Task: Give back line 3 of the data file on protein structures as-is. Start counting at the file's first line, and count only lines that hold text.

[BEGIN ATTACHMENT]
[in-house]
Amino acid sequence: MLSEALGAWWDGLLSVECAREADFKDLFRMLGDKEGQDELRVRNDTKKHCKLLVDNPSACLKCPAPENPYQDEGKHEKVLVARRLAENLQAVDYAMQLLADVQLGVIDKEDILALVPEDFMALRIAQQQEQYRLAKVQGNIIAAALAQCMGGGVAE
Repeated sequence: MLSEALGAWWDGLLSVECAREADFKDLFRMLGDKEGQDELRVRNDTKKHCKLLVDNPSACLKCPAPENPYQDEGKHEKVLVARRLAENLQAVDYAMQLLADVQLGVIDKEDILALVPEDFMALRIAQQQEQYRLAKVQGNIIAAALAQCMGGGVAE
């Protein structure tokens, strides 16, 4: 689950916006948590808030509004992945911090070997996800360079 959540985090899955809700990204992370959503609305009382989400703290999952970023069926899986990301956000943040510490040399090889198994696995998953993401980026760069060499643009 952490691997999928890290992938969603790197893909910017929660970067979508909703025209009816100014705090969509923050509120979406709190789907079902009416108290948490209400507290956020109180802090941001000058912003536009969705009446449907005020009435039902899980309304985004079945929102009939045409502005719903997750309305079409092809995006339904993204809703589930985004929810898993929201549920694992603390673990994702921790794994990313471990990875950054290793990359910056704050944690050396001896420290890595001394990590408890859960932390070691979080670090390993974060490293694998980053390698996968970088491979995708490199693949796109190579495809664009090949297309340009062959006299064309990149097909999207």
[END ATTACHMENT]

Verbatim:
Repeated sequence: MLSEALGAWWDGLLSVECAREADFKDLFRMLGDKEGQDELRVRNDTKKHCKLLVDNPSACLKCPAPENPYQDEGKHEKVLVARRLAENLQAVDYAMQLLADVQLGVIDKEDILALVPEDFMALRIAQQQEQYRLAKVQGNIIAAALAQCMGGGVAE